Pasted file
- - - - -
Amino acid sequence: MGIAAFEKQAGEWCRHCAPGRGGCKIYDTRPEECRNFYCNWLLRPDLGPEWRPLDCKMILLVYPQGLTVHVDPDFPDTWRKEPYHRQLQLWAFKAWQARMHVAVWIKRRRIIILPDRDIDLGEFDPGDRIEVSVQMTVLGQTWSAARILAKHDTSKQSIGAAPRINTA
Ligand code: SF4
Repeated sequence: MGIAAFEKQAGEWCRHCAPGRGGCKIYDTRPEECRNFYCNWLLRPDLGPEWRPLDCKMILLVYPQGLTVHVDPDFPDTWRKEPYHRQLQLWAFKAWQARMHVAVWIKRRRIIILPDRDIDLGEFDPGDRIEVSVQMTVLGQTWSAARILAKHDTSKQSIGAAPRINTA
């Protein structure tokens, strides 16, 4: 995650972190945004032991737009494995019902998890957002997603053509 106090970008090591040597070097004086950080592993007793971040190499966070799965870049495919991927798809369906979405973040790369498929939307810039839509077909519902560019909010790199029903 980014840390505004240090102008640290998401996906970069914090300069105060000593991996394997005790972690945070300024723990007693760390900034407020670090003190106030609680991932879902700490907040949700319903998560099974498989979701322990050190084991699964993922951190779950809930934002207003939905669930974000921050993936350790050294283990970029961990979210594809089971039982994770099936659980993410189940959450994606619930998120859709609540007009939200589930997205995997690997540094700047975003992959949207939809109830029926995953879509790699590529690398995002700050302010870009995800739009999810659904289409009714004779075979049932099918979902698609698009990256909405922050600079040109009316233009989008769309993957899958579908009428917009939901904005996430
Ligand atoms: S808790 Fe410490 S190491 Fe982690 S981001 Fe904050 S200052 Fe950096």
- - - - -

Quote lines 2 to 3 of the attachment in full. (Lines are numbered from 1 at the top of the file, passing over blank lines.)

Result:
Ligand code: SF4
Repeated sequence: MGIAAFEKQAGEWCRHCAPGRGGCKIYDTRPEECRNFYCNWLLRPDLGPEWRPLDCKMILLVYPQGLTVHVDPDFPDTWRKEPYHRQLQLWAFKAWQARMHVAVWIKRRRIIILPDRDIDLGEFDPGDRIEVSVQMTVLGQTWSAARILAKHDTSKQSIGAAPRINTA